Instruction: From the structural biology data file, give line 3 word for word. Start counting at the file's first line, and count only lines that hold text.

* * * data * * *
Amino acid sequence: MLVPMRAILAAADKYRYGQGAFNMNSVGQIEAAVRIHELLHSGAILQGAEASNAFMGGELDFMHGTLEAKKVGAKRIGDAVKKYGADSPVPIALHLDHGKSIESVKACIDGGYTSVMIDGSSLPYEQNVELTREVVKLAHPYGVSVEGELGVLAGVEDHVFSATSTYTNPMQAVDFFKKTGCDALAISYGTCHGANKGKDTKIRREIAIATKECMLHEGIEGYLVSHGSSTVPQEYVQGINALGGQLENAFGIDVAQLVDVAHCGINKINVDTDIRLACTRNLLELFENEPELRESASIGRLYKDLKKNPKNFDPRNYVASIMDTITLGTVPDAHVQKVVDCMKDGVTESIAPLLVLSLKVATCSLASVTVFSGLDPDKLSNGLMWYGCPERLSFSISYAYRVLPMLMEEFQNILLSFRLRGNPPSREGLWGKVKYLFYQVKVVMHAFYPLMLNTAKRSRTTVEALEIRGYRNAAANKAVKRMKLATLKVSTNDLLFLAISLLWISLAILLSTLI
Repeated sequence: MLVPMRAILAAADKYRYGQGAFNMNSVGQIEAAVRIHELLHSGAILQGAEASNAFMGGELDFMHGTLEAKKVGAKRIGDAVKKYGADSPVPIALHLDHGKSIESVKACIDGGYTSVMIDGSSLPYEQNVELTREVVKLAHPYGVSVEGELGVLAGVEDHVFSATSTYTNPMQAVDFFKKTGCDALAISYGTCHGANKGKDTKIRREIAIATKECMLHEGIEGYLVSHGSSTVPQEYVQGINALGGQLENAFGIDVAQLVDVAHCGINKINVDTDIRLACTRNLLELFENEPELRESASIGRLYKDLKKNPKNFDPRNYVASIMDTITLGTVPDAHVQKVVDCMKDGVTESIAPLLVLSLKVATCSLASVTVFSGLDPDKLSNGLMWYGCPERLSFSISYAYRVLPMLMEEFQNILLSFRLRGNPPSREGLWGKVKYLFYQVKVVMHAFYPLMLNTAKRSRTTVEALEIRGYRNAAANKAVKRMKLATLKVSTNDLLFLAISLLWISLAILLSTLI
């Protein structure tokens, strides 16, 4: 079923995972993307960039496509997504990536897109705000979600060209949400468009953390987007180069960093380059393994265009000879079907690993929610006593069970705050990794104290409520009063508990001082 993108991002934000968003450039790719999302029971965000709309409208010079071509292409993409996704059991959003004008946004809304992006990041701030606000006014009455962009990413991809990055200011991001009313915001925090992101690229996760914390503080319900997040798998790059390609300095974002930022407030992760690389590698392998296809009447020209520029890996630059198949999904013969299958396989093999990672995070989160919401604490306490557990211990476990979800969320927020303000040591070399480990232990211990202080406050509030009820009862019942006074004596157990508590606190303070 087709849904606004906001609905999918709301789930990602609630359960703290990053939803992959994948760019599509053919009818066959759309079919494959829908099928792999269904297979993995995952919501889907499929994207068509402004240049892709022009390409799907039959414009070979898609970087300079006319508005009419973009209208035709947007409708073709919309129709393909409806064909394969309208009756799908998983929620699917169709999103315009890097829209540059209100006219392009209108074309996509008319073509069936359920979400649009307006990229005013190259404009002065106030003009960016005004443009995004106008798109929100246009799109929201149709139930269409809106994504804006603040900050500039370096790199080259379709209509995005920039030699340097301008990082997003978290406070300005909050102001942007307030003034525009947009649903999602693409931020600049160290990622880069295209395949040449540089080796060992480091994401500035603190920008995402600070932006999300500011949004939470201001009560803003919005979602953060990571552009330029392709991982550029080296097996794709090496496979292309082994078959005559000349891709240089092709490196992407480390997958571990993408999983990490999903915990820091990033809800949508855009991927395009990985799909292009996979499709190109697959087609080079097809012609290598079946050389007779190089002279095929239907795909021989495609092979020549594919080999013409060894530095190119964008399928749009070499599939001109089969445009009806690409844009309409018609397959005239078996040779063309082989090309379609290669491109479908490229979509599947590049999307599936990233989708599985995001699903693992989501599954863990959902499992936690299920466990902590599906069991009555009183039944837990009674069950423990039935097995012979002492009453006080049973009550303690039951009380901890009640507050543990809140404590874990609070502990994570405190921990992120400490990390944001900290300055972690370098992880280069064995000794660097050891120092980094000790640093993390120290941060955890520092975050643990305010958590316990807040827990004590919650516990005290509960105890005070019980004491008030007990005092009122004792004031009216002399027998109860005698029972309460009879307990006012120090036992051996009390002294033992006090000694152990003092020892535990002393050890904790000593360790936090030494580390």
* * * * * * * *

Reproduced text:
């Protein structure tokens, strides 16, 4: 079923995972993307960039496509997504990536897109705000979600060209949400468009953390987007180069960093380059393994265009000879079907690993929610006593069970705050990794104290409520009063508990001082 993108991002934000968003450039790719999302029971965000709309409208010079071509292409993409996704059991959003004008946004809304992006990041701030606000006014009455962009990413991809990055200011991001009313915001925090992101690229996760914390503080319900997040798998790059390609300095974002930022407030992760690389590698392998296809009447020209520029890996630059198949999904013969299958396989093999990672995070989160919401604490306490557990211990476990979800969320927020303000040591070399480990232990211990202080406050509030009820009862019942006074004596157990508590606190303070 087709849904606004906001609905999918709301789930990602609630359960703290990053939803992959994948760019599509053919009818066959759309079919494959829908099928792999269904297979993995995952919501889907499929994207068509402004240049892709022009390409799907039959414009070979898609970087300079006319508005009419973009209208035709947007409708073709919309129709393909409806064909394969309208009756799908998983929620699917169709999103315009890097829209540059209100006219392009209108074309996509008319073509069936359920979400649009307006990229005013190259404009002065106030003009960016005004443009995004106008798109929100246009799109929201149709139930269409809106994504804006603040900050500039370096790199080259379709209509995005920039030699340097301008990082997003978290406070300005909050102001942007307030003034525009947009649903999602693409931020600049160290990622880069295209395949040449540089080796060992480091994401500035603190920008995402600070932006999300500011949004939470201001009560803003919005979602953060990571552009330029392709991982550029080296097996794709090496496979292309082994078959005559000349891709240089092709490196992407480390997958571990993408999983990490999903915990820091990033809800949508855009991927395009990985799909292009996979499709190109697959087609080079097809012609290598079946050389007779190089002279095929239907795909021989495609092979020549594919080999013409060894530095190119964008399928749009070499599939001109089969445009009806690409844009309409018609397959005239078996040779063309082989090309379609290669491109479908490229979509599947590049999307599936990233989708599985995001699903693992989501599954863990959902499992936690299920466990902590599906069991009555009183039944837990009674069950423990039935097995012979002492009453006080049973009550303690039951009380901890009640507050543990809140404590874990609070502990994570405190921990992120400490990390944001900290300055972690370098992880280069064995000794660097050891120092980094000790640093993390120290941060955890520092975050643990305010958590316990807040827990004590919650516990005290509960105890005070019980004491008030007990005092009122004792004031009216002399027998109860005698029972309460009879307990006012120090036992051996009390002294033992006090000694152990003092020892535990002393050890904790000593360790936090030494580390």